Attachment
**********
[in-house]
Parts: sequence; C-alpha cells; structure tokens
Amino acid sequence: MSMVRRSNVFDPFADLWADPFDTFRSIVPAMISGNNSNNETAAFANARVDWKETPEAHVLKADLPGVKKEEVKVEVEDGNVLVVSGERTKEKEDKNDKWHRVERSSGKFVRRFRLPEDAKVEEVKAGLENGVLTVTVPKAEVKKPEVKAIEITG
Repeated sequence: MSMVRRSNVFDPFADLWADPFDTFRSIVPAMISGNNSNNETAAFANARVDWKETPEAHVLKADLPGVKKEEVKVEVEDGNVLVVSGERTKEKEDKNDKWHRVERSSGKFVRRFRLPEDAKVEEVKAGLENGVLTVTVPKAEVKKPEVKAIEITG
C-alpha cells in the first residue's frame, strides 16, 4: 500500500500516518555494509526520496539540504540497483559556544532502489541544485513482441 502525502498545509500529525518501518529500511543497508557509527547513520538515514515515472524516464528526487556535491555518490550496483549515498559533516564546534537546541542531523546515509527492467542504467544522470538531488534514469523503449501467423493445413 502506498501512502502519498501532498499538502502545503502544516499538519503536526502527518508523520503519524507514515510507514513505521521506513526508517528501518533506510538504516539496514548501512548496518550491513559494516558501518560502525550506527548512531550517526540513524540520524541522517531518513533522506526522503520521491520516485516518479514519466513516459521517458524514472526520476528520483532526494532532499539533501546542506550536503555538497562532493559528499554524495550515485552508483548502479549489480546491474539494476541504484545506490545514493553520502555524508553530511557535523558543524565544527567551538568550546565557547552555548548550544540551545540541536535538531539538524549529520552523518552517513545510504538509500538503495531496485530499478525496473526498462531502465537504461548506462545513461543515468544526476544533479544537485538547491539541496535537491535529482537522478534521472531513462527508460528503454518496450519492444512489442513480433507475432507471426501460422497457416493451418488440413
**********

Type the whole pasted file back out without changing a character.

[in-house]
Parts: sequence; C-alpha cells; structure tokens
Amino acid sequence: MSMVRRSNVFDPFADLWADPFDTFRSIVPAMISGNNSNNETAAFANARVDWKETPEAHVLKADLPGVKKEEVKVEVEDGNVLVVSGERTKEKEDKNDKWHRVERSSGKFVRRFRLPEDAKVEEVKAGLENGVLTVTVPKAEVKKPEVKAIEITG
Repeated sequence: MSMVRRSNVFDPFADLWADPFDTFRSIVPAMISGNNSNNETAAFANARVDWKETPEAHVLKADLPGVKKEEVKVEVEDGNVLVVSGERTKEKEDKNDKWHRVERSSGKFVRRFRLPEDAKVEEVKAGLENGVLTVTVPKAEVKKPEVKAIEITG
C-alpha cells in the first residue's frame, strides 16, 4: 500500500500516518555494509526520496539540504540497483559556544532502489541544485513482441 502525502498545509500529525518501518529500511543497508557509527547513520538515514515515472524516464528526487556535491555518490550496483549515498559533516564546534537546541542531523546515509527492467542504467544522470538531488534514469523503449501467423493445413 502506498501512502502519498501532498499538502502545503502544516499538519503536526502527518508523520503519524507514515510507514513505521521506513526508517528501518533506510538504516539496514548501512548496518550491513559494516558501518560502525550506527548512531550517526540513524540520524541522517531518513533522506526522503520521491520516485516518479514519466513516459521517458524514472526520476528520483532526494532532499539533501546542506550536503555538497562532493559528499554524495550515485552508483548502479549489480546491474539494476541504484545506490545514493553520502555524508553530511557535523558543524565544527567551538568550546565557547552555548548550544540551545540541536535538531539538524549529520552523518552517513545510504538509500538503495531496485530499478525496473526498462531502465537504461548506462545513461543515468544526476544533479544537485538547491539541496535537491535529482537522478534521472531513462527508460528503454518496450519492444512489442513480433507475432507471426501460422497457416493451418488440413